A truly amazing story just surfaced that deals with all these issues, albeit not in health care. If it is true, and if it had been revealed earlier, maybe society would have become more concerned earlier with these issues, and maybe they would have not ended up plaguing health care so.
Let me first just go through the basic structure of the story to underline the parallels with health care issues. Then I will quote the specifics.
(If you do not instantly recognize the story, I suggest going through this post sequentially, not jumping to the end, to make its impact more clear.)
The Structure of the Story
A large corporation had just put on-line, with much publicity, a high-technology system that was advertised as bigger, faster, better than the competition.
Confusing Interface and Terminology, Wrong Control Input
A few days after becoming operational, those in charge suddenly noticed a looming and severe problem. A technician was ordered to make an extreme control input to avoid the problem. However, there was confusion about the terminology of the input. While the system he was controlling was new, and had a new interface, it was operating in an area in which the old terminology, from a time in which the interface for the particular control worked in the opposite direction, was still in use. So his extreme input was in exactly the wrong direction. By the time the mistake was clear, and the control was reversed, it was too late, and the first stage of the catastrophe ensued.
Ill-Informed Management Overrules the Professionals
It is possible that the catastrophe could have been ameliorated if a crucial part of the system were then to have been quickly shut down. The highest ranking professional on duty ordered it shut down. However, soon after the events above, a top executive in the corporation, who was nearby only because of all the hoopla surrounding the system's roll out, came on the scene. He countermanded the order for the shutdown, possibly thinking continuing operation would cost less money and result in less bad publicity. True disaster then ensued.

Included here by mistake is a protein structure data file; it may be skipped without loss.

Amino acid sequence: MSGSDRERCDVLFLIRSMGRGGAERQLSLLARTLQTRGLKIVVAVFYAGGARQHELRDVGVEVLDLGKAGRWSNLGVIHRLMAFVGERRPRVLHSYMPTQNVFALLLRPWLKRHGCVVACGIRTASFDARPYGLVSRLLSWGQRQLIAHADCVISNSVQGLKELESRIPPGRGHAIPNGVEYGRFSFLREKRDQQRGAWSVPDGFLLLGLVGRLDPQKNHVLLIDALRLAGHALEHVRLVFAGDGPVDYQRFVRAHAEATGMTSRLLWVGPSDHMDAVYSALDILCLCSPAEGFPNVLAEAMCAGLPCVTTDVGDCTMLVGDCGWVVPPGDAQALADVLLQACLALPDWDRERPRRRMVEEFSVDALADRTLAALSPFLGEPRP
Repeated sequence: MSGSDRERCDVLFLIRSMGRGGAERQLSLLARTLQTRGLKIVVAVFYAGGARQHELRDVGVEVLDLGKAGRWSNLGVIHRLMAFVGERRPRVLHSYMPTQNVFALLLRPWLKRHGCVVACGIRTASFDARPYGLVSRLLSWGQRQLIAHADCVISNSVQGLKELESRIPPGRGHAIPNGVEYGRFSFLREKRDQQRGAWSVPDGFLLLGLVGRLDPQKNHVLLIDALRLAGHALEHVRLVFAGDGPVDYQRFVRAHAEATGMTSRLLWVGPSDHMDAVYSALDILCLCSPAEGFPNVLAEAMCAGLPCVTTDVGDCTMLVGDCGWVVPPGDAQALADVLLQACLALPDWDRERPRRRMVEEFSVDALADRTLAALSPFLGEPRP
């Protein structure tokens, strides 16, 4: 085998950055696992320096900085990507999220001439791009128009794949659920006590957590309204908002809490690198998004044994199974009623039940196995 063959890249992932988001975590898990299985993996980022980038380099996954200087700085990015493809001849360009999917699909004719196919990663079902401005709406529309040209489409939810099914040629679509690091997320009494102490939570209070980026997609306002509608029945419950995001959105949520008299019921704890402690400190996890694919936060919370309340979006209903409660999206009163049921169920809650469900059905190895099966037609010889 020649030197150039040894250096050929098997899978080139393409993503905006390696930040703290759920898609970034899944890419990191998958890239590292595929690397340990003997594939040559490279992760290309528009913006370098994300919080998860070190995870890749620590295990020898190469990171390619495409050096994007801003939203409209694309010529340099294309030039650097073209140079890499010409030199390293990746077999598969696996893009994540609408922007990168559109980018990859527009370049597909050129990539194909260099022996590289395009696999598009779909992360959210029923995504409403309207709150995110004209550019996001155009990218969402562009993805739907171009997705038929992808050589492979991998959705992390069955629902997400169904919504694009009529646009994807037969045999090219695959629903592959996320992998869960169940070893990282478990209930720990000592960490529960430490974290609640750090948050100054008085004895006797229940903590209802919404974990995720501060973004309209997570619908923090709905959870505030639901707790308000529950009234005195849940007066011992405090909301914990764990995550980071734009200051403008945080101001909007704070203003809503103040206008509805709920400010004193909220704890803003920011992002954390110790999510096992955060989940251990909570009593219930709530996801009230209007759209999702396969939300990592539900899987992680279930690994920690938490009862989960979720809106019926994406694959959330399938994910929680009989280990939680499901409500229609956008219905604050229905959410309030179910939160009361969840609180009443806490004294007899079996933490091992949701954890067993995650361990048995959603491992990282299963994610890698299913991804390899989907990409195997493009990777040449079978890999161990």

Whistle Blowing Suppressed
After the disaster, there were several government hearings. The top executive denied any knowledge of the decision making that lead to the disaster. A professional who had not been present when the decisions were made, but was told about them by those who were present, avoided mention of the events above, because the top executive had told him that if he were to have told the truth, the company would have been found negligent, its insurance would not have covered the disaster, and it would have gone bankrupt, and everyone would lose their jobs. So he never told anyone except first-degree relatives. The other people who were present for the events above did not testify, for reasons to be discussed below.
So this story has all the familiar elements. But so have many others. Why was the suppression of this version of the story (assuming its true, which is not proven) so important?
The Real Story
Let us go through the elements again, this time with quotes from the article in the London, UK, Telegraph:
Introduction and Context
All families have their secrets, but usually about things that don’t matter to anybody else. Not in the case of Louise Patten, though – or The Lady Patten to give her her full title, the wife of former Tory Education minister, Lord (John) Patten, though her own career as one of the first women board directors of a FTSE 100 company, and as a successful author of financial thrillers, means that she has plenty of achievements in her own right.Confusing Terminology and Interface
As a teenager in the 1960s, Patten was let in on a secret by her beloved grandmother, which, if revealed, she was warned, would result in two things. The first was awful – it would destroy the good name of her dead grandfather, Charles Lightoller, awarded the DSC with Bar in the First World War, and a hero again for his part in the evacuation of Dunkirk in 1940. But the second would change history, overturning the authorised version of one of the world’s greatest disasters, the sinking of the Titanic with the loss of 1517 lives in April 1912.
The tension between these two outcomes goes some way to explaining why, for 40 years, Patten kept quiet....
'After the collision,’ Patten goes on, 'my grandfather went down with the Captain and [First Officer] Murdoch to Murdoch’s cabin to get the firearms in case there were riots when loading the lifeboats. That is when they told him what had happened.'
'Instead of steering Titanic safely round to the left of the iceberg, once it had been spotted dead ahead, the steersman, Robert Hitchins, had panicked and turned it the wrong way.’